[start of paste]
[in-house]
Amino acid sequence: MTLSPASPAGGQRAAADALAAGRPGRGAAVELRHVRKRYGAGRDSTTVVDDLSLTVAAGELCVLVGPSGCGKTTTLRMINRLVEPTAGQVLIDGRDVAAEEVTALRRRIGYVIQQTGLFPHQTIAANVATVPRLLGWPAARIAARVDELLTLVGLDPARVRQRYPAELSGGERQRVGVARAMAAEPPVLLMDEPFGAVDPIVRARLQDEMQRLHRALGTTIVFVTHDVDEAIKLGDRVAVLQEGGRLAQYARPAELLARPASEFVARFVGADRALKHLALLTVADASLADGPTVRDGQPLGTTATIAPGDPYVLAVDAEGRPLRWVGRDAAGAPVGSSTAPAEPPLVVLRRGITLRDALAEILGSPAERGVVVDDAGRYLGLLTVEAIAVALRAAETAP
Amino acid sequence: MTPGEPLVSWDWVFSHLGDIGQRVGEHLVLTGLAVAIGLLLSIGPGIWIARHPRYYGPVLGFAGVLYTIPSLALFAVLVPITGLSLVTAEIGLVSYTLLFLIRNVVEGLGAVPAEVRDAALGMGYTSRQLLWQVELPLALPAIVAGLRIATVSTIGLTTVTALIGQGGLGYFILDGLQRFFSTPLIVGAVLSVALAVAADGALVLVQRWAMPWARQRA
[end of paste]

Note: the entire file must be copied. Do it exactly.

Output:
[in-house]
Amino acid sequence: MTLSPASPAGGQRAAADALAAGRPGRGAAVELRHVRKRYGAGRDSTTVVDDLSLTVAAGELCVLVGPSGCGKTTTLRMINRLVEPTAGQVLIDGRDVAAEEVTALRRRIGYVIQQTGLFPHQTIAANVATVPRLLGWPAARIAARVDELLTLVGLDPARVRQRYPAELSGGERQRVGVARAMAAEPPVLLMDEPFGAVDPIVRARLQDEMQRLHRALGTTIVFVTHDVDEAIKLGDRVAVLQEGGRLAQYARPAELLARPASEFVARFVGADRALKHLALLTVADASLADGPTVRDGQPLGTTATIAPGDPYVLAVDAEGRPLRWVGRDAAGAPVGSSTAPAEPPLVVLRRGITLRDALAEILGSPAERGVVVDDAGRYLGLLTVEAIAVALRAAETAP
Amino acid sequence: MTPGEPLVSWDWVFSHLGDIGQRVGEHLVLTGLAVAIGLLLSIGPGIWIARHPRYYGPVLGFAGVLYTIPSLALFAVLVPITGLSLVTAEIGLVSYTLLFLIRNVVEGLGAVPAEVRDAALGMGYTSRQLLWQVELPLALPAIVAGLRIATVSTIGLTTVTALIGQGGLGYFILDGLQRFFSTPLIVGAVLSVALAVAADGALVLVQRWAMPWARQRA